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NDC youth to proceed with July 6 protest, dismisses Covid-19 restriction claims by police

 

 

 

The Youth Wing of the National Democratic Congress (NDC), has stated emphatically that they will not back down on their quest to embark on the ‘March for Justice’ protest on July 6, although the Ghana Police Service has advised them against it.

The NDC youth’s decision to embark on a protest is to “demand justice for all persons killed and brutalized by state-sponsored thuggery and/or adventurism by Police and Military forces.”

The protest will also demand social justice for the unemployed youth in the country.

 

 

The various starting points of the protests are Madina, the Accra business district, Osu and Lapaz.

The supporters will subsequently, meet at the Jubilee House to present a petition to President Akufo-Addo, Inspector-General of Police, James Oppong-Boanuh and Speaker Alban Kingsford Sumana Bagbin.

However, the Ghana Police service on Thursday indicated that it will not be able to offer the NDC youth wing protection for its demonstration as scheduled.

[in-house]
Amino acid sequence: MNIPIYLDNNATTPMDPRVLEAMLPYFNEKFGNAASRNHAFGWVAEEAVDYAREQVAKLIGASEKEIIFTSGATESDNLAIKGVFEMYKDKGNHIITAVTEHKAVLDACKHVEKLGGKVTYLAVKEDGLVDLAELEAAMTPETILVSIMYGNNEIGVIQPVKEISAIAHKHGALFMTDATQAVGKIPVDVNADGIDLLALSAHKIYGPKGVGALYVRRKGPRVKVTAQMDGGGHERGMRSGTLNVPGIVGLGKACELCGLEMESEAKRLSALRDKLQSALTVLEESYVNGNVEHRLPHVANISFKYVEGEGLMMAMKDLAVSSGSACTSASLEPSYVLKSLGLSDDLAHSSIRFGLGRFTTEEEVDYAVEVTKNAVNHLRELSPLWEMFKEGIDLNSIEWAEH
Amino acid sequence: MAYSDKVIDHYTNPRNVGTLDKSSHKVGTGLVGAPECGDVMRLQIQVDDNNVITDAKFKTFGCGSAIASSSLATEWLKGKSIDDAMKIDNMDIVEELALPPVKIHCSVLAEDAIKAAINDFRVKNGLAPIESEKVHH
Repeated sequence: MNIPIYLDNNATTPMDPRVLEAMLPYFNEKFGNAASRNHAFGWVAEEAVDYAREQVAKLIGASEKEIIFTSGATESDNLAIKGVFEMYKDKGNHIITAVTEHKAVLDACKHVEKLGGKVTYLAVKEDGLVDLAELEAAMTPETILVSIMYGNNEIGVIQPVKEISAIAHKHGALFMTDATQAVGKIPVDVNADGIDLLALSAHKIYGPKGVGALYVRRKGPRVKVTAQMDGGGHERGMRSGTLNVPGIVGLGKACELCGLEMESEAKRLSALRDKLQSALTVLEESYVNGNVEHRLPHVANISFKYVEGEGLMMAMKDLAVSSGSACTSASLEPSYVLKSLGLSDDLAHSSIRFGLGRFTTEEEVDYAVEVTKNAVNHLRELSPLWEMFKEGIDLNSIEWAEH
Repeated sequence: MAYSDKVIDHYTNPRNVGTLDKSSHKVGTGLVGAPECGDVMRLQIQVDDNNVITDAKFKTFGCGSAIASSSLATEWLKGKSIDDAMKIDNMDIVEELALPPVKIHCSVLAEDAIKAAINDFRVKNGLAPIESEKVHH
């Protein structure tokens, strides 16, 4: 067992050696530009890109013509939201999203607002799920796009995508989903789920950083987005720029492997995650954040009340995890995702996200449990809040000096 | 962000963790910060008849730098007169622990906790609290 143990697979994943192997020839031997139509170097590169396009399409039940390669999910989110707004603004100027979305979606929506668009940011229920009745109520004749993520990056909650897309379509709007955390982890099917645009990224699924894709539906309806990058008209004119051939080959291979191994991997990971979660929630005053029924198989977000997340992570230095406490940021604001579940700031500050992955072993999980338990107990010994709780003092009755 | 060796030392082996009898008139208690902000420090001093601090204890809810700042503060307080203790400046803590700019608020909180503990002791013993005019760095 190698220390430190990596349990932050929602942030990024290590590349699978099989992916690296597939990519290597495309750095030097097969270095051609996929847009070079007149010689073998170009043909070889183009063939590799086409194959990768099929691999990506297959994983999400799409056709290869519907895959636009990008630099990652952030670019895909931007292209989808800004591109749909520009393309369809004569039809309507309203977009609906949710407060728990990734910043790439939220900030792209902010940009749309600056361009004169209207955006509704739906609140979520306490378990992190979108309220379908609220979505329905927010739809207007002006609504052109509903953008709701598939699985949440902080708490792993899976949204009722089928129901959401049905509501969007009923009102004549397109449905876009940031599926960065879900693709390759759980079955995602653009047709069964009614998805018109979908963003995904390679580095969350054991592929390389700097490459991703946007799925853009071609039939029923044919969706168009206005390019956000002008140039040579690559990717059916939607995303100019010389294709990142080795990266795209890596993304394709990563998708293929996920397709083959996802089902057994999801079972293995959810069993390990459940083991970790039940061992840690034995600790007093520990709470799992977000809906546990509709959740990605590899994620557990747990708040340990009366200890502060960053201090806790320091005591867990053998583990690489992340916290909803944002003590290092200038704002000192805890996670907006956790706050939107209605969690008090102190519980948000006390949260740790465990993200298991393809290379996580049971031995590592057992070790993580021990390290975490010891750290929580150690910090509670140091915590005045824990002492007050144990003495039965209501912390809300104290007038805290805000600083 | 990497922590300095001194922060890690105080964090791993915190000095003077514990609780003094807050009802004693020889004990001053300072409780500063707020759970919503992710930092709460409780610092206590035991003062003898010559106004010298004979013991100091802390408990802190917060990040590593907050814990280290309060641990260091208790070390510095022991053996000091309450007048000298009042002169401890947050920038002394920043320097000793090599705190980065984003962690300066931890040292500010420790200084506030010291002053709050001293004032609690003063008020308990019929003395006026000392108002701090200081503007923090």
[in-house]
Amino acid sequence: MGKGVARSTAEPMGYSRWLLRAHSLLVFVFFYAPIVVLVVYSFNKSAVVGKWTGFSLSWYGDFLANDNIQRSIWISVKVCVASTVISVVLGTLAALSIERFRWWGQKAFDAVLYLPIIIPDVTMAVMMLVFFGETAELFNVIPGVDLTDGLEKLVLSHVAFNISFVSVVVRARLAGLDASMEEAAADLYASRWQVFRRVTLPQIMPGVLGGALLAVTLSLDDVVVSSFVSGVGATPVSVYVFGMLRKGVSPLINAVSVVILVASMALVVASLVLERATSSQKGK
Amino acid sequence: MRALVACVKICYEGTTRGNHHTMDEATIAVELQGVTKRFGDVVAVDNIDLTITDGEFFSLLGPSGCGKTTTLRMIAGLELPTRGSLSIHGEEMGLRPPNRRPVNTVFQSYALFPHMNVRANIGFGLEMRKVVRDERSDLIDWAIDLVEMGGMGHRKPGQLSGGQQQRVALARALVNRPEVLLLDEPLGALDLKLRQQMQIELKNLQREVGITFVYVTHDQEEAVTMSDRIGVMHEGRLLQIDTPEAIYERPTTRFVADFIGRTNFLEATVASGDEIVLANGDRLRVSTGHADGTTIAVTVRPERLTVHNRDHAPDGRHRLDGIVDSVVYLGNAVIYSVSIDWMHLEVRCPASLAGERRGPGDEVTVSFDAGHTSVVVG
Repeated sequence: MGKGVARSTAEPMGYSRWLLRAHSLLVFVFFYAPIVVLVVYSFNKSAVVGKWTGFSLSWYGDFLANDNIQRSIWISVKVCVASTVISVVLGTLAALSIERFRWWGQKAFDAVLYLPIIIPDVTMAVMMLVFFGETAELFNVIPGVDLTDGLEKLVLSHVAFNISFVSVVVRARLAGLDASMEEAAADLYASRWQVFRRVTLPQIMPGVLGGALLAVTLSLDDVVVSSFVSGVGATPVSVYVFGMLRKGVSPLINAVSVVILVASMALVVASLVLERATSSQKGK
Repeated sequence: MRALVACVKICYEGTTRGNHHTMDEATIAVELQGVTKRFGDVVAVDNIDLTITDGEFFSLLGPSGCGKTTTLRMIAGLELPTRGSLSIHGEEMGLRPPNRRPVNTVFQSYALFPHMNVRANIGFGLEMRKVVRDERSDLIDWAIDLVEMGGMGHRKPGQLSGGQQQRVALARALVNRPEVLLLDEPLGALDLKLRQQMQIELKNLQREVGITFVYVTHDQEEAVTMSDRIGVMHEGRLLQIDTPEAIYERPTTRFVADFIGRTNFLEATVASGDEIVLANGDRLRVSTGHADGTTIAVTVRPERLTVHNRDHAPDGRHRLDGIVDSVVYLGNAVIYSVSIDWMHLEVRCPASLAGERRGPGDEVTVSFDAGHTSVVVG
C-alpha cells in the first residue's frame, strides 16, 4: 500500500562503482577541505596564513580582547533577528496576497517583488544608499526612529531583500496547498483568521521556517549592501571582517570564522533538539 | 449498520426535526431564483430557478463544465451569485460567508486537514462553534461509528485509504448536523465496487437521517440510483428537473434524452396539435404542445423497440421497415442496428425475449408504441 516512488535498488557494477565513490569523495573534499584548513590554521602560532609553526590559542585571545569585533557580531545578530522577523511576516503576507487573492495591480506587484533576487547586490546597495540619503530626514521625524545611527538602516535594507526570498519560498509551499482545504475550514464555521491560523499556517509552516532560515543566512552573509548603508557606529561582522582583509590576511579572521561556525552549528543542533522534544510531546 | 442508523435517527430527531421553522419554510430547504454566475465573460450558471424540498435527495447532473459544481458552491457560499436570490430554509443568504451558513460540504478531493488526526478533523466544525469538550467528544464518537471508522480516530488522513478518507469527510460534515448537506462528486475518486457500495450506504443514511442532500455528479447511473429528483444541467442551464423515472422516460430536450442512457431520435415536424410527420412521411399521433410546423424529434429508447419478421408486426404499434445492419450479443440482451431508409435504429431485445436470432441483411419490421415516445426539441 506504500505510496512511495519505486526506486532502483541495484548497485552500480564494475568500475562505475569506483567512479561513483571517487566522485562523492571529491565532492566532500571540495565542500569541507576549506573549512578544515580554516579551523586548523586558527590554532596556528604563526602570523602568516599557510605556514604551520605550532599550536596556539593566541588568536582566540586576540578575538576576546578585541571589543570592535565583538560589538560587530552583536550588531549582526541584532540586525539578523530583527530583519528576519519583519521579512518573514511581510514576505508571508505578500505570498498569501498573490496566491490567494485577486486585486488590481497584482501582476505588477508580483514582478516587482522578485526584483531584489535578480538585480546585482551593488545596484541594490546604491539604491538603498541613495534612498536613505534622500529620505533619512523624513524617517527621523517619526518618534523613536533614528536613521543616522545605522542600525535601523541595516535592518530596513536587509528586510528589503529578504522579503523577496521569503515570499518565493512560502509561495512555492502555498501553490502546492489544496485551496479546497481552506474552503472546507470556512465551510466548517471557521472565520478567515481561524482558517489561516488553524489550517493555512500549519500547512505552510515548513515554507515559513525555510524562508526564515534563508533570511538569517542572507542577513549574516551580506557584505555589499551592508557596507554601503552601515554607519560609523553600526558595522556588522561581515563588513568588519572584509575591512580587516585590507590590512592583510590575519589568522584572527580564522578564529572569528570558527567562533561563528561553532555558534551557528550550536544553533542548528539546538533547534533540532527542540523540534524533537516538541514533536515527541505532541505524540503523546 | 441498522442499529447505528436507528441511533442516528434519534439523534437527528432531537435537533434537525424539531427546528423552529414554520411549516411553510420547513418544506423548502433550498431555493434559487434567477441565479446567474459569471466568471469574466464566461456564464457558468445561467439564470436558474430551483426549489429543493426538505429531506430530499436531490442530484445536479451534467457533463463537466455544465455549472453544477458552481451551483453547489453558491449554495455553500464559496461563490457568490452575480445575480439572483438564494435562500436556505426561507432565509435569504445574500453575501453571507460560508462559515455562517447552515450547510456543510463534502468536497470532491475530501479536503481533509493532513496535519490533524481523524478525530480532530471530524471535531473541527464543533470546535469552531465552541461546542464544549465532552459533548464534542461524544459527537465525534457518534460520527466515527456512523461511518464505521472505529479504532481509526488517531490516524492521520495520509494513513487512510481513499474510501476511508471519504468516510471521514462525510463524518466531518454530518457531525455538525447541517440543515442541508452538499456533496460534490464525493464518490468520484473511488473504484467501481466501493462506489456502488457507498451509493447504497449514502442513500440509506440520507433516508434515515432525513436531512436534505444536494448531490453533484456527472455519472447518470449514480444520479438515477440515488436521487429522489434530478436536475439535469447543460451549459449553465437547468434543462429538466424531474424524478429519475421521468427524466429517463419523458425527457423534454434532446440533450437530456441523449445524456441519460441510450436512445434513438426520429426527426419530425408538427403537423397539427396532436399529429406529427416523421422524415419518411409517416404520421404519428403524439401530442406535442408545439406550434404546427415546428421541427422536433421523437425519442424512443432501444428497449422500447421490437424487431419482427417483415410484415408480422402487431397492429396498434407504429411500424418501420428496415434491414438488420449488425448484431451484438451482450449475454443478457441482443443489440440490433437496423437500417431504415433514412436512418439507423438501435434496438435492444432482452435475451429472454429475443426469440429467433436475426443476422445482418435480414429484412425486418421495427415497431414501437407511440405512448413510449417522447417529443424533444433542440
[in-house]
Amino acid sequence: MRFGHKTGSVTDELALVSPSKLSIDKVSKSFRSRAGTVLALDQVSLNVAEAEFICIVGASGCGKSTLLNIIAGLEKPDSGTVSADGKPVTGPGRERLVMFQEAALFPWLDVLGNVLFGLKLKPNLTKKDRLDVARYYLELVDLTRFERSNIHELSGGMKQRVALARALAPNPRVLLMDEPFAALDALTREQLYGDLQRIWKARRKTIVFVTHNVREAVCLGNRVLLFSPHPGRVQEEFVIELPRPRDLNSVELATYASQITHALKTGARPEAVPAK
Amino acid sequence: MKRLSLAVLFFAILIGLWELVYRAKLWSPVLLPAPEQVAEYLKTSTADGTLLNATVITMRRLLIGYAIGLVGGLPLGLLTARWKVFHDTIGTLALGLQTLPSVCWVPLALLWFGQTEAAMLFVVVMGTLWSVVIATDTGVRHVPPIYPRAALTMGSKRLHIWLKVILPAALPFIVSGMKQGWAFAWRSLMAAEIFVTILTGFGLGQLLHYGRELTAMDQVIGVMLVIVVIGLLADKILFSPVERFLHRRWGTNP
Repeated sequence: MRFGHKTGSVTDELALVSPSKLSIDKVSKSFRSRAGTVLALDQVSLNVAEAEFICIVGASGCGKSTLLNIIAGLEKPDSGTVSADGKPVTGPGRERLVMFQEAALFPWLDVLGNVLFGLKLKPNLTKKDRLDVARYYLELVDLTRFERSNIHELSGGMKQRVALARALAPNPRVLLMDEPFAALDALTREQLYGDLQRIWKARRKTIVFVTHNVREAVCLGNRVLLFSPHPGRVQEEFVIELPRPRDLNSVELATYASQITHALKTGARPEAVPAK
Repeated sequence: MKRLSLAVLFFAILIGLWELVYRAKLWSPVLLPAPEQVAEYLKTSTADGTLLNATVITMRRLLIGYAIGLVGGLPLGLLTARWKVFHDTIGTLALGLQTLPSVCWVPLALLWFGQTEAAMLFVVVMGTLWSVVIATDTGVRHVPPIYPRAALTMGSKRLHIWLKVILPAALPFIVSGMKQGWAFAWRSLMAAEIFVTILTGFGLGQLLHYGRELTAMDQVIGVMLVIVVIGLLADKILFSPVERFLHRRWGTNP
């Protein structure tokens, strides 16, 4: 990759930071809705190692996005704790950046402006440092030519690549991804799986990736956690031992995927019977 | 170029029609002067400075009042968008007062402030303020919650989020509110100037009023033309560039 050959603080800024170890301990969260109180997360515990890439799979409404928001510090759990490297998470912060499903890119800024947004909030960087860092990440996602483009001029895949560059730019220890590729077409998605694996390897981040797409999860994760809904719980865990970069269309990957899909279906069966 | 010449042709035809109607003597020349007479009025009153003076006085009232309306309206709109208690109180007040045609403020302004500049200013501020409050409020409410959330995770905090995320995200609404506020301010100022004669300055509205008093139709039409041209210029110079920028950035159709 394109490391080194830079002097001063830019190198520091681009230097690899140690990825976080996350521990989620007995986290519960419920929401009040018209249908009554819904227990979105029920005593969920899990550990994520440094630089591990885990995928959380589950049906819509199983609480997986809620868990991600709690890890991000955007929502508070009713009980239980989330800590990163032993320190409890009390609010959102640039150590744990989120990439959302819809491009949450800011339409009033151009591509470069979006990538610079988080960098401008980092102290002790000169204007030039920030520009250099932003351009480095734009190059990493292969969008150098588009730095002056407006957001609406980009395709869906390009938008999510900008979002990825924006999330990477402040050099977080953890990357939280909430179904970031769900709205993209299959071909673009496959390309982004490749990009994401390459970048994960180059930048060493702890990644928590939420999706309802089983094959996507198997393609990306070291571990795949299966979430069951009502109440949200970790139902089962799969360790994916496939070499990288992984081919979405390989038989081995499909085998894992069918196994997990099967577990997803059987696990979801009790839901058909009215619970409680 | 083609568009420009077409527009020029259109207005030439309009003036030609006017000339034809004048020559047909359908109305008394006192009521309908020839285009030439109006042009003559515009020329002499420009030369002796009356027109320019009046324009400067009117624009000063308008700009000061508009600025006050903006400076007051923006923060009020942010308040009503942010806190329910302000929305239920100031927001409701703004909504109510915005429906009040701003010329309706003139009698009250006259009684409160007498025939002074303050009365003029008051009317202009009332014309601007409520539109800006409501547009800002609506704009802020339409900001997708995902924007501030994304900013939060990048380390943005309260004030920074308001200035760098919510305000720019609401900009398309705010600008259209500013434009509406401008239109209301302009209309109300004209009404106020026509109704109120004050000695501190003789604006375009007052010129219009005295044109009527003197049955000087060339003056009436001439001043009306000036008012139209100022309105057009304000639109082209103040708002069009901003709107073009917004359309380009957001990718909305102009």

According to the Deputy Commissioner of Police, E.A. Sakyi, the Service is unable to offer security due to restrictions imposed by the Executive Instrument (E. I) 395 to contain the spread of the Covid-19 pandemic that is still in force and Section 4 of the Public Order Act 1994 (ACT 49).

But In a press statement dated July 1, the party’s National Youth Organiser, George Opare Addo stated that the basis for the denial of the protest by the Ghana Police is unfounded.

 

 

 

 

NDC youth to proceed with July 6 protest, dismisses Covid-19 restriction claims by police

According to him, the imposition of the Covid-19 “restriction has expired in March 2021, adding that there is no law which gives Ghana Police Service power to stop demonstration or protest.

“The weakest of all reasons cited by the police was its reference to EI 395 in its letter. For the records, EI 395 was birthed on the strength of section 2 of the imposition of Restriction Act, 2020 (Act 1012) and gazetted on December 23, 2020. It is instructive to note that, section 4 of the Act 1012 provides that, ‘a restriction imposed under subsection (1) of section (2) shall be preoccupied with pretty partisan politics, it would have known that EI 395 expired in March 2021. In effect, there is no law as EI 395 to be adhered to.”

“The general public is hereby informed that section 4 of Act 491 specifically clothes the Minister of Interior with powers to impose curfew in the country, and so far as we are concerned, no part of Accra is under curfew for which reason demonstration cannot be held as the police erroneously want us to believe,” he stated.

 

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